either transform RTLIL data by performing optimizations or analyze it by evaluating a logic net
with a given input. In the backend stage, after these passed a verilog netlist file is created and output to a file.

By the way, the first Yosys paper is dated back to 2013. So be careful on the documents, possibly a
lot feature update happened. Yosys Open Synthesis Suite presentation is dated to March 2022 and a good explanatory document. Yosys manual document has also detailed explanations about both
using Yosys and developing with source code in C++. It is out of my desire, time and scope to go
into every details of how Yosys works. Therefore, in this post I will show how our N-bit counter
verilog is synthesized to FPGA and ASIC with Yosys.

When you build Yosys, it comes with a directory named “techlibs”. Inside this folder, you can find
different library files for different FPGA architectures and also a general purpose ASIC library
called “cells.lib”. In this post, I will synthesize the counter example for Xilinx FPGAs like the 2
posts before this one, but this time Yosys will be used.

The definition of basic cells for Xilinx FPGAs are found in /techlibs/xilinx/ directory and the files
are cells_sim.v and cells_xtra.v for to be used in synthesis. Some examples are VCC, GND, IBUF,
MULT18X18, DSP48E1, RAMB36E1. In order Yosys to use these Xilinx library files, a simple
command is defined in Yosys called synth_xilinx. You can find information about synth_xilinx
command in source files such as techlibs/xilinx/ or in the documentation webpage:

Some of the options for synth_xilinx command are:

-family <family>
run synthesis for the specified Xilinx architecture
generate the synthesis netlist for the specified family.
supported values:
- xcup: Ultrascale Plus
- xcu: Ultrascale
- xc7: Series 7 (default)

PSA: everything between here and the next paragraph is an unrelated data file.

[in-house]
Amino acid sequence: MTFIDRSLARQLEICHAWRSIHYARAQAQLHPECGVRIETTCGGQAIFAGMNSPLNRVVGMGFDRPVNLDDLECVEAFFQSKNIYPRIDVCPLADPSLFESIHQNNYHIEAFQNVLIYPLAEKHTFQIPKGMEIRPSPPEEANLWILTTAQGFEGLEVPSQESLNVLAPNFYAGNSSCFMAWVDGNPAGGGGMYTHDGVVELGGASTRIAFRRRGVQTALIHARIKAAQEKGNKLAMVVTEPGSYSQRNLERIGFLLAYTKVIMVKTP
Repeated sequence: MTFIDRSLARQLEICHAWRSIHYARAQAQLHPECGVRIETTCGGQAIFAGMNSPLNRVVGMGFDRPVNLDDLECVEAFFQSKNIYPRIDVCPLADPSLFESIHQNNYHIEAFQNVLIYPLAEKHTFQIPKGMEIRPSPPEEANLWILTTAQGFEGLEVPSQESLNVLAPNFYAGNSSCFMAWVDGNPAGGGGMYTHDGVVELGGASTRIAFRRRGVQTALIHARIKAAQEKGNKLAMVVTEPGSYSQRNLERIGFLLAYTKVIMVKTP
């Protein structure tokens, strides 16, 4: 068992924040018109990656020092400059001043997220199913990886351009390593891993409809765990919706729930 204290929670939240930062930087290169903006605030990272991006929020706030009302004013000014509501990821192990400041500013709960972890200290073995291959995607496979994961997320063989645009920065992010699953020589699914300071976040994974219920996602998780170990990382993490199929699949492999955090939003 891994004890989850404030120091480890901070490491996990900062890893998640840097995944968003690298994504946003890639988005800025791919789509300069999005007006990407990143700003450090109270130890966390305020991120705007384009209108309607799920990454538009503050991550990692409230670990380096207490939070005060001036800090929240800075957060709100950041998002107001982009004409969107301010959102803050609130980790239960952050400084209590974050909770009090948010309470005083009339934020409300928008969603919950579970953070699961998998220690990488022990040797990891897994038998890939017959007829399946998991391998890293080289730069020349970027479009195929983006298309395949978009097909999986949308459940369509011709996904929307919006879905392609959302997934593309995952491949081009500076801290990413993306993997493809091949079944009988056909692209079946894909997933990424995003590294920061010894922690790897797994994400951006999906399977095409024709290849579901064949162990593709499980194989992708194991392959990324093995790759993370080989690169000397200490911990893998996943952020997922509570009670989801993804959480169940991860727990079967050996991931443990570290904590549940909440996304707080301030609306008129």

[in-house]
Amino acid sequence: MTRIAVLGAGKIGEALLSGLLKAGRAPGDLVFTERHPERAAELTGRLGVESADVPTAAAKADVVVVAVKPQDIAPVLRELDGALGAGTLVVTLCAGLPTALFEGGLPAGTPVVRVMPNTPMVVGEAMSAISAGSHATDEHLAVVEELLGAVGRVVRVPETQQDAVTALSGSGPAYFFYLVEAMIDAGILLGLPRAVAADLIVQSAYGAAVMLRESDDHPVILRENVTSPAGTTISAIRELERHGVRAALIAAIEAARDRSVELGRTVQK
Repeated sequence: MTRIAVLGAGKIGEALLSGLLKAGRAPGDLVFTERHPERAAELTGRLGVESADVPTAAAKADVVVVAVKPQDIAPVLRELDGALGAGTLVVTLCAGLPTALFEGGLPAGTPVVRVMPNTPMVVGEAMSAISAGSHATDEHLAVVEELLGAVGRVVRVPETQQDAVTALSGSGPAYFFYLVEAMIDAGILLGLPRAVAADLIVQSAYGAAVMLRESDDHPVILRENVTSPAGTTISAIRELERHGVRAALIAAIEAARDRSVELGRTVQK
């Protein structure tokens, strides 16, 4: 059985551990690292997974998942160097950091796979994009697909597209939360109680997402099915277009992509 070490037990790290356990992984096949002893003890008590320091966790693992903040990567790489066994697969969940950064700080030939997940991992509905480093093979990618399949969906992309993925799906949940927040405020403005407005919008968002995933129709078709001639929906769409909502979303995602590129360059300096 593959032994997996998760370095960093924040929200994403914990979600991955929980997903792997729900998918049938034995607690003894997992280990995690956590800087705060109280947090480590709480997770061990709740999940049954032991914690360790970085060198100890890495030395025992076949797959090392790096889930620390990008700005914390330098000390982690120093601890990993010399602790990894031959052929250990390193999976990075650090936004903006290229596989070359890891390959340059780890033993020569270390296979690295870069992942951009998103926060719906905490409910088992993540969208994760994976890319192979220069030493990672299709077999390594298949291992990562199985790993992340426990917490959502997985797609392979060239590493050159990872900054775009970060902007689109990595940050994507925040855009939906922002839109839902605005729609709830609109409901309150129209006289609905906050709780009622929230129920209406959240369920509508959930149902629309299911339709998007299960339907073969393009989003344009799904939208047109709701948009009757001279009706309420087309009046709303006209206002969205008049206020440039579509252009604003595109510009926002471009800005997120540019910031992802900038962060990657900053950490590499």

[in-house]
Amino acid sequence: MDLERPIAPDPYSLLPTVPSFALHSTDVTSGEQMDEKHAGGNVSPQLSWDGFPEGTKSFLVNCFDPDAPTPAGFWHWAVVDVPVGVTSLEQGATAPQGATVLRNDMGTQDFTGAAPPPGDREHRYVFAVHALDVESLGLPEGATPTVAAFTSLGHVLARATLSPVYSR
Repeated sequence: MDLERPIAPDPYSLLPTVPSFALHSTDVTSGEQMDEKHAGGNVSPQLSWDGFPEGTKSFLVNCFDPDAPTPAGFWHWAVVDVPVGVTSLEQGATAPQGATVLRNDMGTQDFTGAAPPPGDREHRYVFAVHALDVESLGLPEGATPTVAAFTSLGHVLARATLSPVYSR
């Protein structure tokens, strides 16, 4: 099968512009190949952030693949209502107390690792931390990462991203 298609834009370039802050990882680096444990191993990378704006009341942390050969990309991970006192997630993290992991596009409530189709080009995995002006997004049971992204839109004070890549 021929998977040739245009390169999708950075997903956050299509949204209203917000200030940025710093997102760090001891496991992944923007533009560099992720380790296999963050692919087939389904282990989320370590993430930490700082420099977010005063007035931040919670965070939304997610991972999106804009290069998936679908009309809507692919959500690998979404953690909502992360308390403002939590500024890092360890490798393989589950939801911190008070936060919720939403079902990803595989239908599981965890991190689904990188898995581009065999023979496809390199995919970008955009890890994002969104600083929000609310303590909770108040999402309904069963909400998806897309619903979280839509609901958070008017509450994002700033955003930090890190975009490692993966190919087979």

- xc6s: Spartan 6
- xc6v: Virtex 6
- xc5v: Virtex 5 (EXPERIMENTAL)
- xc4v: Virtex 4 (EXPERIMENTAL)
- xc3sda: Spartan 3A DSP (EXPERIMENTAL)
- xc3sa: Spartan 3A (EXPERIMENTAL)
- xc3se: Spartan 3E (EXPERIMENTAL)
- xc3s: Spartan 3 (EXPERIMENTAL)
- xc2vp: Virtex 2 Pro (EXPERIMENTAL)
- xc2v: Virtex 2 (EXPERIMENTAL)
- xcve: Virtex E, Spartan 2E (EXPERIMENTAL)
- xcv: Virtex, Spartan 2 (EXPERIMENTAL)

generate an output netlist suitable for ISE

do not use block RAM cells in output netlist

flatten design before synthesis

There is an example in the directory /examples/basys3/ aiming Digilent’s Basys3 board, in which
there is Artix7-35t FPGA. run_yosys.ys script is:

read_verilog example.v
synth_xilinx -edif example.edif -top example

I run this script by calling:

~/Desktop/yosys-yosys-0.17/yosys run_yosys.ys

The log for this script is outputted to console, for now I couldn’t find if this log is written to a file or

Yosys first create RTLIL in front-end:

1. Executing Verilog-2005 frontend: example.v
Parsing Verilog input from `example.v' to AST representation.
Generating RTLIL representation for module `\example'.
Successfully finished Verilog frontend.

Then parse and generate RTLIL representation for cells from cells_sim.v and cells_xtra.v files.